Dear Maggie,

IMG_4819It seems appropriate that I’m writing this letter to you minutes after spending a painful hour putting you to bed tonight. I changed your diaper twice at your request, fed you grapes in your high chair, opened a miniature wheel of Babybel cheese (which you then refused to touch), put said wheel of cheese into a baggie for lunch tomorrow, and prompted you to take sips of milk. I allowed you to sit on your little potty (fully clothed) simply because I don’t want to discourage you from potty training, but I can’t help but wonder if you have learned that it’s a great way to distract me from putting you to bed. I even paused to scribble a red heart for you because I cannot resist your little voice when you hand me a crayon and beg for hearts.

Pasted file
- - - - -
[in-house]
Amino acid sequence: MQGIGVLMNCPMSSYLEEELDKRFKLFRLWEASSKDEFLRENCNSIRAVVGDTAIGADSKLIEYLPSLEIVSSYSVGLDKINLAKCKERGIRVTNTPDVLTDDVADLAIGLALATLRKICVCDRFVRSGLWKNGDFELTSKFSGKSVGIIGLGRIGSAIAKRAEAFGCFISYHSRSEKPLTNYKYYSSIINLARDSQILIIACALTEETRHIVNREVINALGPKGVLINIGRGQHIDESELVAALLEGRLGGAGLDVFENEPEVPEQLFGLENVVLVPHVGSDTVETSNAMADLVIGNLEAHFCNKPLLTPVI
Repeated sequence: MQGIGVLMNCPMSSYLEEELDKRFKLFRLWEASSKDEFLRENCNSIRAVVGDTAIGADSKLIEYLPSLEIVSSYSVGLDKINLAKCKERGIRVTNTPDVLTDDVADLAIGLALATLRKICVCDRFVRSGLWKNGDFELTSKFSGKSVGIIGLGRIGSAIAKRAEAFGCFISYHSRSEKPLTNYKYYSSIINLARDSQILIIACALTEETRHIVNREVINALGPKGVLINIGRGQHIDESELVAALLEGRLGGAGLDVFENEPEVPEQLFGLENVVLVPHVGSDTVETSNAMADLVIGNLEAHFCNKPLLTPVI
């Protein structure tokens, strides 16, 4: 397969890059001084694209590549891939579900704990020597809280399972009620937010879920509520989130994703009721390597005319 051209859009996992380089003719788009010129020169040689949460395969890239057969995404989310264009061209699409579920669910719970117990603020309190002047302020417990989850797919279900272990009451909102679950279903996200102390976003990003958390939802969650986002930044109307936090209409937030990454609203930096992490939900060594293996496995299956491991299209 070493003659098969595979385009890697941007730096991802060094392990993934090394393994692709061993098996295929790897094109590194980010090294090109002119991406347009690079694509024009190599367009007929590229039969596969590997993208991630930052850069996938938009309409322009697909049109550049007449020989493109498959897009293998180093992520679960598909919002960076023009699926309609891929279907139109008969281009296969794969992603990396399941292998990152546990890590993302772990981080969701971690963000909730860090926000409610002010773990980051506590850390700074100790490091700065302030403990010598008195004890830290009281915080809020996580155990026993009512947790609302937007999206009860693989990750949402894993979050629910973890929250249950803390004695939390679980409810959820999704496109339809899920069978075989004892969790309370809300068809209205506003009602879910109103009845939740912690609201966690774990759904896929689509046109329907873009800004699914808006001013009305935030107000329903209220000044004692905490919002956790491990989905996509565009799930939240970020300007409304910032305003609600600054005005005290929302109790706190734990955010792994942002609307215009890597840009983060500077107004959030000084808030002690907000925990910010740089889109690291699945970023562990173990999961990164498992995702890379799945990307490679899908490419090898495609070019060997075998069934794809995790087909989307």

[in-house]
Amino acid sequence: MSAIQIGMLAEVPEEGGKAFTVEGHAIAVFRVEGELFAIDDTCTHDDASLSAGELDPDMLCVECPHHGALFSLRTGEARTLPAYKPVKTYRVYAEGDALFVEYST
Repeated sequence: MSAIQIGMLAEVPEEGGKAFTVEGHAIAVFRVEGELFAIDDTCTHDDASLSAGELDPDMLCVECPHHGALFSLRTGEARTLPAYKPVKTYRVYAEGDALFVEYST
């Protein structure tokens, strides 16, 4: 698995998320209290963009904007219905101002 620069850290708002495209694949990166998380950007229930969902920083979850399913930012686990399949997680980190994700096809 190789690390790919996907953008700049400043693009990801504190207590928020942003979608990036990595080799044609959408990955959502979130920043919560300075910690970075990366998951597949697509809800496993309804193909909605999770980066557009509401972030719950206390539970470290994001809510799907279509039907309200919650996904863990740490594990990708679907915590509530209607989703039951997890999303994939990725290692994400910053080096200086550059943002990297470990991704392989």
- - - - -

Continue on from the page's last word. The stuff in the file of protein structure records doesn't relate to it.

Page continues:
You clearly have mine.

After I finally carried you into your room and began singing quiet songs to you, songs of God’s love for you and my love for you, your little body began to relax. You requested a book. Be still, my beating heart. I turned on the white milk glass lamp and let you stand atop the dresser, searching for the perfect book to take to bed. This process always takes longer than anticipated, but who am I to question another girl’s taste in literature?

Photo by Say Cheese Photography
Photo by Say Cheese Photography

Before I put your tiny frame into the crib, you wrapped your arms around me and nestled your head into my chest tonight and let me sing a little longer than usual. You always demand “hugs” and constantly repeat “I love you” when we put you to bed, but you could never demand too much affection from me; I will always want to give back to you tenfold.